Archaeologists and museum professionals develop a depth of experience working with objects, right from the trowel edge to the handling desk. It is this experience that is being explored with visitors at the Petrie Museum. One Saturday and two Wednesdays a month, visitors including: families (7 years+), tourists, undergraduate students, ancient Egyptian enthusiasts and the odd archaeologist and professor or two, have the chance to experience a fifteen minute ‘object-based, research-style’ visit at the museum, complete with all the ‘trimmings’, such as gloves, lamp-light, trays, padding and object-supports, in a cordoned-off section of the pottery gallery. (more…)

Magic Lantern Slides and Historypin

Nick J Booth12 July 2016

This is a guest post by Bethany Gugliemino, a Museum Studies MA Student carrying out her placement with the UCL Teaching and Research Collections.

Hello! In my last post, I told you a bit about my work with UCL’s magic lantern slide collection and shared some of my favourite slides. Today, I want to show you where you can see more of this collection and even help us identify some of the more mysterious content.

As I’ve been cataloguing the slide collection over the last few months, I’ve created a separate list of slides that show an identifiable (or potentially identifiable) location somewhere on earth. This is a shorter list than you might think, since so many of the slides are lecture notes, graphs, and diagrams of scientific equipment. Working with this list, I’ve begun uploading images of these slides to the website Historypin. This site allows users to upload historic images and pin them to a specific location and to create collections and tours of different subjects.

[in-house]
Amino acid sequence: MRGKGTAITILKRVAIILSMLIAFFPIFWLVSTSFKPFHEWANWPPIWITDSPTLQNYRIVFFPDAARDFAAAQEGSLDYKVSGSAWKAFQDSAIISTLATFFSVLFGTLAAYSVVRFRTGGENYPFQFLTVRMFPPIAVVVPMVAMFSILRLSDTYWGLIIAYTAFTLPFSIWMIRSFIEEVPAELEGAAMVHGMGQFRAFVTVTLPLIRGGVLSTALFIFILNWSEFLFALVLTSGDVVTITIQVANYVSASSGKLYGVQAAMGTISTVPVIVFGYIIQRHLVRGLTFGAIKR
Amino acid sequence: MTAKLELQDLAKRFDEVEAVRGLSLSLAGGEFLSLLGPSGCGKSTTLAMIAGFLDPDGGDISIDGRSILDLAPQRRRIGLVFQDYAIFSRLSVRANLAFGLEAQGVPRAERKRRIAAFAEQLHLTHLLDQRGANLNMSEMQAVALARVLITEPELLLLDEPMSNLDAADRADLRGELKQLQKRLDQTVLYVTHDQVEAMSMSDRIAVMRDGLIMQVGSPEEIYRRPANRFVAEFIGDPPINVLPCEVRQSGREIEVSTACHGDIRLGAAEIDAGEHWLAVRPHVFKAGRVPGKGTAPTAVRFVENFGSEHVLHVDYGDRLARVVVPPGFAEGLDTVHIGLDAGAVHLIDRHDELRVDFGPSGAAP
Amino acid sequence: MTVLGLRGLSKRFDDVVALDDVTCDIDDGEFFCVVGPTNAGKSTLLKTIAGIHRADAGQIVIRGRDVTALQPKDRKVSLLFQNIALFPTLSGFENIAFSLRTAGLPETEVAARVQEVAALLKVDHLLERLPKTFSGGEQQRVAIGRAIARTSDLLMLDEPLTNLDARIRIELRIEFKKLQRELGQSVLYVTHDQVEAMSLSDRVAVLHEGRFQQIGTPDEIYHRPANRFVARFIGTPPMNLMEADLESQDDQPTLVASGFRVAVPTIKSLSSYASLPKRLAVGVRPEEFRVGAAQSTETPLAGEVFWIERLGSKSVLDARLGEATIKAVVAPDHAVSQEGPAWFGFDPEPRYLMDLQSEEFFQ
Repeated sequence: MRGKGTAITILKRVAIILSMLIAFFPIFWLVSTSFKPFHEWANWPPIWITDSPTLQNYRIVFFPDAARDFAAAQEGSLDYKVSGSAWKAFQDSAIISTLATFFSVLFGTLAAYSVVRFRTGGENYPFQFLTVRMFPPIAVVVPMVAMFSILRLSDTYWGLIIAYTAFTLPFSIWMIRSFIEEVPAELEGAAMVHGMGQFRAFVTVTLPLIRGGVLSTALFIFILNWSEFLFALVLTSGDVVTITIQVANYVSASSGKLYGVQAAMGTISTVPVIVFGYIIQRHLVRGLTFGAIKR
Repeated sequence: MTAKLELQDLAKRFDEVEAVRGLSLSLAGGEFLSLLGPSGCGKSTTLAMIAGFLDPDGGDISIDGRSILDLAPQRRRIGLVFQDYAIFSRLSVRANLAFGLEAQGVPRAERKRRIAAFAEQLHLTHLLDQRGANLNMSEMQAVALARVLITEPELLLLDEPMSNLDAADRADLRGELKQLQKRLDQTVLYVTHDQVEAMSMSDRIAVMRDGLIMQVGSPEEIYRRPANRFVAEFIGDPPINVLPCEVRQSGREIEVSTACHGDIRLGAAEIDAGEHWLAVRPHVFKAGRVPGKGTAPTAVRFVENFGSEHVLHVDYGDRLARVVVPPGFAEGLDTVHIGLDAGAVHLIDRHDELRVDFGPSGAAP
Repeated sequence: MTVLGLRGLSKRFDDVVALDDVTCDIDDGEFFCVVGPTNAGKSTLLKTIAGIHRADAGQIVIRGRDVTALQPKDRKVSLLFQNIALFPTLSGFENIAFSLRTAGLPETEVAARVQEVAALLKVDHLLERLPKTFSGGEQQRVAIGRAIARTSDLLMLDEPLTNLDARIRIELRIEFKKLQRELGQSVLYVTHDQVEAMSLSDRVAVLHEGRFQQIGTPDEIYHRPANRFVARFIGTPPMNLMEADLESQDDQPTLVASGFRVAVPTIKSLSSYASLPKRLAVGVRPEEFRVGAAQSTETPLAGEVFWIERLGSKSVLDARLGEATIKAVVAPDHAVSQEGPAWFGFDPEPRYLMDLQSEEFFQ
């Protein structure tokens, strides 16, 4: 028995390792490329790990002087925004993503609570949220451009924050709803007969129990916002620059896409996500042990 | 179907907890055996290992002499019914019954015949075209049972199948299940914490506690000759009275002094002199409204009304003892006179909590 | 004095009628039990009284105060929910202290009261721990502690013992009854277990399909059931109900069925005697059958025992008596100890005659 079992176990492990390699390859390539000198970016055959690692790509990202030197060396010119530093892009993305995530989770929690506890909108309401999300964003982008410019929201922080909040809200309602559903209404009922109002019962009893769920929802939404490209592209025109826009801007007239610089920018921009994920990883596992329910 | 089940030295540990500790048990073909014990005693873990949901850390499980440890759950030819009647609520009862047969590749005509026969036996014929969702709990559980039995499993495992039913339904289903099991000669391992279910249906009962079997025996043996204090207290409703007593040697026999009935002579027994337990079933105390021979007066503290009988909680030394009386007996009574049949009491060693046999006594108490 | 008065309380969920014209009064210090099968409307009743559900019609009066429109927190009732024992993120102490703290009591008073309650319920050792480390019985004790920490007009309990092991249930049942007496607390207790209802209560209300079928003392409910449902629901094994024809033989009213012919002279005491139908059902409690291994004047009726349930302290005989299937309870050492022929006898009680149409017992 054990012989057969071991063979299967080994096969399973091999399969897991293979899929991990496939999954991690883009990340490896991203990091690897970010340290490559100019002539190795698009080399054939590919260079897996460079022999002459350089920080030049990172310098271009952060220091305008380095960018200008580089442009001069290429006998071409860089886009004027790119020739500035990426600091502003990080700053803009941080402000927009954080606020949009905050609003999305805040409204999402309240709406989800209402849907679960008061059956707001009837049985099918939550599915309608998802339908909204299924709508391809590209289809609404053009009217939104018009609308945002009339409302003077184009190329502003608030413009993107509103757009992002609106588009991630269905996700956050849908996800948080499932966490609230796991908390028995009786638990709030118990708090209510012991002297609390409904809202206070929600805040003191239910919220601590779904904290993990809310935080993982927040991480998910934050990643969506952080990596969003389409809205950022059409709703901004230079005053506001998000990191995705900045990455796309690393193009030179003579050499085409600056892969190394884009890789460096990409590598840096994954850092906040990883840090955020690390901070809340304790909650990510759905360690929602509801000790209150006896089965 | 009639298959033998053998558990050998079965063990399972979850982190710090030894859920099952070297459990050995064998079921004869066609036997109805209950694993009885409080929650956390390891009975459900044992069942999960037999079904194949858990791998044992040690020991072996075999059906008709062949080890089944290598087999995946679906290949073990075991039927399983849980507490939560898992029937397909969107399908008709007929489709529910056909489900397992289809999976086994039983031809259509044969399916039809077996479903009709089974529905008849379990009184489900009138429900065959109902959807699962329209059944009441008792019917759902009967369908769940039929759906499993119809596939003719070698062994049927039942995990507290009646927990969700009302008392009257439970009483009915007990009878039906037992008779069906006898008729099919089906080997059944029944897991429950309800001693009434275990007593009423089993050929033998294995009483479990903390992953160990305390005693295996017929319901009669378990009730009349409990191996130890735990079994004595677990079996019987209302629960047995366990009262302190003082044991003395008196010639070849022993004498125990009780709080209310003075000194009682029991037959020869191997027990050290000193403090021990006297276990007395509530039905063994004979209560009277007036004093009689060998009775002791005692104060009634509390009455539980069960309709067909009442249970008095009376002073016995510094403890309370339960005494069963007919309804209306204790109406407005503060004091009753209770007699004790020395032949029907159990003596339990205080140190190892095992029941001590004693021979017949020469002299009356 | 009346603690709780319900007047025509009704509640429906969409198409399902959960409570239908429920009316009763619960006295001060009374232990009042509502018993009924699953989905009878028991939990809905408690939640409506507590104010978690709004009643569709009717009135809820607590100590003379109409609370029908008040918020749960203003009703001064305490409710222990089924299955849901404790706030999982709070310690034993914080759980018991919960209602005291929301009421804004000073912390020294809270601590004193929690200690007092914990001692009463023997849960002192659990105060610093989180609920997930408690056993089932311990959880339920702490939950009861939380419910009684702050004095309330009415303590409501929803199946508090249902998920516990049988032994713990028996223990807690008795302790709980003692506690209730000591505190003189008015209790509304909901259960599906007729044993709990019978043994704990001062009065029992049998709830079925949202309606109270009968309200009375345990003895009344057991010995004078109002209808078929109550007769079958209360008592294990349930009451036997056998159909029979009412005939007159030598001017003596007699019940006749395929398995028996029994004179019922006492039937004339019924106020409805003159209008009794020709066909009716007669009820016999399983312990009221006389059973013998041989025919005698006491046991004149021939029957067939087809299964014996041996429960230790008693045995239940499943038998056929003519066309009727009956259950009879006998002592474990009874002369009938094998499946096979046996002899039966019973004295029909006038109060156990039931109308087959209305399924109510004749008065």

You can see UCL’s collection of images on Historypin here. Zoom in or out on the map on the left and adjust the date range to filter the slides that appear in the gallery on the right.

UCL’s slide collection on Historypin

UCL’s slide collection on Historypin

So far, there are images ranging from Alexander Graham Bell’s family home in Canada to officers inspecting a wireless radio installation in St. Petersburg. (more…)

The Slade Rock Room Takeover – ‘Poison’

Nick J Booth5 May 2016

For the past three years MA sculpture students from the Slade School of Fine Art have been involved in an experiment creating work influenced by the Rock Room, the Geology Collections and the Earth Science Department here at UCL. Every year the resultant one day pop-up event has been totally different from the last, you can read about previous events here and here. This year marks the fourth instalment of the project, and the last in the Rock Room’s current home.

The Rock Room Slade Takeover will be open to the public between 12.30 – 4pm on Friday 13th May, while special selection of museum objects and books from UCL Special Collections will be on display between 1 – 2 on Wednesday 11th.

Slade - art works in the mineral display.

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This year’s theme is ‘poison’, which came about as a result of a separate student led pop-up earlier in the year. For the first time this year’s take over will be preceded by a workshop in the Rock Room on the Wednesday before, with the aim of  bringing together researchers, staff and students around the ‘poison’ theme.

Slade - art work in the Rock Room.

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The Rock Room is Getting a New Home

Nick J Booth7 April 2016

The Rock Room.

The Rock Room.

A Geology Museum has existed at UCL since 1855 (UCL was founded in 1826), 14 years after  the first professor of Geology, Thomas Webster, started at UCL. However geology has been collected for longer – the first recorded donation of geology specimens to UCL came in 1828 from a Mr. Davies Gilbert. Today the collection consists of over 100,000 specimens, from microfossils to large trace fossils, and ranging in age from c4.5 billion year old meteorites to relatively recent fossils (including my favourite fossil crab).

The Rock Room has been in its present location since 1908, (more…)